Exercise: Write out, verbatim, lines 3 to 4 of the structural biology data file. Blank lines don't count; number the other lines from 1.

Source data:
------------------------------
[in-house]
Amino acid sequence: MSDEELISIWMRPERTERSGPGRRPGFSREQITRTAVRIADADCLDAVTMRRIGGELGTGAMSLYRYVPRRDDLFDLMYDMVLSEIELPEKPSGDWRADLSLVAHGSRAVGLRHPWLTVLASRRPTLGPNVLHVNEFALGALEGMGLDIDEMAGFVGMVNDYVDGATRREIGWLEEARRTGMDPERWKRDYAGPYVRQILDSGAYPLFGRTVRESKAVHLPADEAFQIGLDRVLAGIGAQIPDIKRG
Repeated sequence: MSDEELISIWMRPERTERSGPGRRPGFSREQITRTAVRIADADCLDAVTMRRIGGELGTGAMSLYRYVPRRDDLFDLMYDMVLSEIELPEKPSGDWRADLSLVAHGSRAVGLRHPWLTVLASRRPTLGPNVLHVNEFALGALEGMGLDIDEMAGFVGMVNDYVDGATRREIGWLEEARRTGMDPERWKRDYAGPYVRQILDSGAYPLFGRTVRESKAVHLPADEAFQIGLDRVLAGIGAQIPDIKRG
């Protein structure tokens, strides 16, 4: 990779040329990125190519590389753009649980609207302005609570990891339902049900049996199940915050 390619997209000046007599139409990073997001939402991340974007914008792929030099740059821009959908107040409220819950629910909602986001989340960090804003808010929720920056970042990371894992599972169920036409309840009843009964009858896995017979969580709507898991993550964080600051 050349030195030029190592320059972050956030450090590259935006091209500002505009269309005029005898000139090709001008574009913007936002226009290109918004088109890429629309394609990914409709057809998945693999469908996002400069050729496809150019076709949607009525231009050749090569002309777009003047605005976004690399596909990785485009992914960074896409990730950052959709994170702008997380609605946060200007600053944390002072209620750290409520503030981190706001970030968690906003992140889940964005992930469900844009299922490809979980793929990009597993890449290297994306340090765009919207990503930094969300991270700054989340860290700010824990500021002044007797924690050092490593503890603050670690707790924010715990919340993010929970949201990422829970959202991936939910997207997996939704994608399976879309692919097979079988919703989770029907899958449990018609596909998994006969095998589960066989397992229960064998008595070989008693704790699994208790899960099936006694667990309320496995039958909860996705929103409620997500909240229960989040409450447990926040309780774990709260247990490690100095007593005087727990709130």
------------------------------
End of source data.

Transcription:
Repeated sequence: MSDEELISIWMRPERTERSGPGRRPGFSREQITRTAVRIADADCLDAVTMRRIGGELGTGAMSLYRYVPRRDDLFDLMYDMVLSEIELPEKPSGDWRADLSLVAHGSRAVGLRHPWLTVLASRRPTLGPNVLHVNEFALGALEGMGLDIDEMAGFVGMVNDYVDGATRREIGWLEEARRTGMDPERWKRDYAGPYVRQILDSGAYPLFGRTVRESKAVHLPADEAFQIGLDRVLAGIGAQIPDIKRG
């Protein structure tokens, strides 16, 4: 990779040329990125190519590389753009649980609207302005609570990891339902049900049996199940915050 390619997209000046007599139409990073997001939402991340974007914008792929030099740059821009959908107040409220819950629910909602986001989340960090804003808010929720920056970042990371894992599972169920036409309840009843009964009858896995017979969580709507898991993550964080600051 050349030195030029190592320059972050956030450090590259935006091209500002505009269309005029005898000139090709001008574009913007936002226009290109918004088109890429629309394609990914409709057809998945693999469908996002400069050729496809150019076709949607009525231009050749090569002309777009003047605005976004690399596909990785485009992914960074896409990730950052959709994170702008997380609605946060200007600053944390002072209620750290409520503030981190706001970030968690906003992140889940964005992930469900844009299922490809979980793929990009597993890449290297994306340090765009919207990503930094969300991270700054989340860290700010824990500021002044007797924690050092490593503890603050670690707790924010715990919340993010929970949201990422829970959202991936939910997207997996939704994608399976879309692919097979079988919703989770029907899958449990018609596909998994006969095998589960066989397992229960064998008595070989008693704790699994208790899960099936006694667990309320496995039958909860996705929103409620997500909240229960989040409450447990926040309780774990709260247990490690100095007593005087727990709130």